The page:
When you’re pitching an audience to get them to purchase a product or service or to accept a new idea that you’re introducing, presenters are often driven by two competing forces – and you need to pick the right one.
The first, is the desire to “show how smart you are” and provide the audience with all the information at your disposal. The belief is that winning the deal depends on the cumulative impact of all the facts. You know this force is dominant when you choose to do a data-dump which may overload the customer.
The second, is the desire to be “audience-driven”: meet the audience at the point where they can emotionally make a decision because they are comfortable with their control of the data.
Powerful presenters know that you need to cut down the number of issues to include so it’s manageable for the audience to handle. We usually advocate “5 +/-2, with -2 (total of 3) being ideal”.
Recently, a company seeking to raise funds for a new technology venture kept adding bullets/reasons for why it was a good idea. The initial 5 grew to 9 in the second draft. When asked how important they were, the presenter admitted most were not important, but he wanted to impress the investors as to its potential value. At that point we discussed the second reason why “less is more” the investor would have to present the information to a committee to get their buy-in and there was no way he could easily relate all nine! After practicing his pitch skills, he realized he focused on the top 3, so putting all 9 on the slide would be distractive. More is the enemy of impact.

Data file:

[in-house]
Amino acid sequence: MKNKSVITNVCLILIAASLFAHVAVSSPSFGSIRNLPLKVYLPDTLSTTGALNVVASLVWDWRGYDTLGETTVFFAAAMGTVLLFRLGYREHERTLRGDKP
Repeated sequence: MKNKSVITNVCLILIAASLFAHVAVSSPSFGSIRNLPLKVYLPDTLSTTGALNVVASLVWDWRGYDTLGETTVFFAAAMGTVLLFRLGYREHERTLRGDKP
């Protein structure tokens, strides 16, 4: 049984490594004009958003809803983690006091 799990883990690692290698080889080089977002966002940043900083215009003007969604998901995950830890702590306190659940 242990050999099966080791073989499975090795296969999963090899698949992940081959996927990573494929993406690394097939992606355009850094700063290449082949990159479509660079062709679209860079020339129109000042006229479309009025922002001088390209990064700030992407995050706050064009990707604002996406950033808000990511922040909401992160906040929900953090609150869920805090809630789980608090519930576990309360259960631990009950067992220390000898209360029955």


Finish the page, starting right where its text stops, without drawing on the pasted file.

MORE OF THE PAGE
Recently, I shared points from Mark Walton’s Generating Buy-In, to help staff present material more effectively. He demonstrates a simple format for any presentation:
- Start by Identifying the Buy-in objective
- State the Strategic Storyline (e.g., sell products at the low, but profitable prices)
- Present three targeted components of that strategy with persuasive supporting evidence.
- End with a Call-to-Action.
For instance Walmart’s three strategic components are:
- Buy at the lowest possible cost (e.g., volume, negotiation, etc.)
- Sell at a profitable price that encourages buyers to buy
- Keep the price fair enough so customers want to buy-again and recommend it to friends, thus creating a Flywheel effect: increasing volume over time enables lower purchase costs and selling at lower, profitable prices.
What are your thoughts on this topic? What’s been your experience both as a presenter and the “audience”?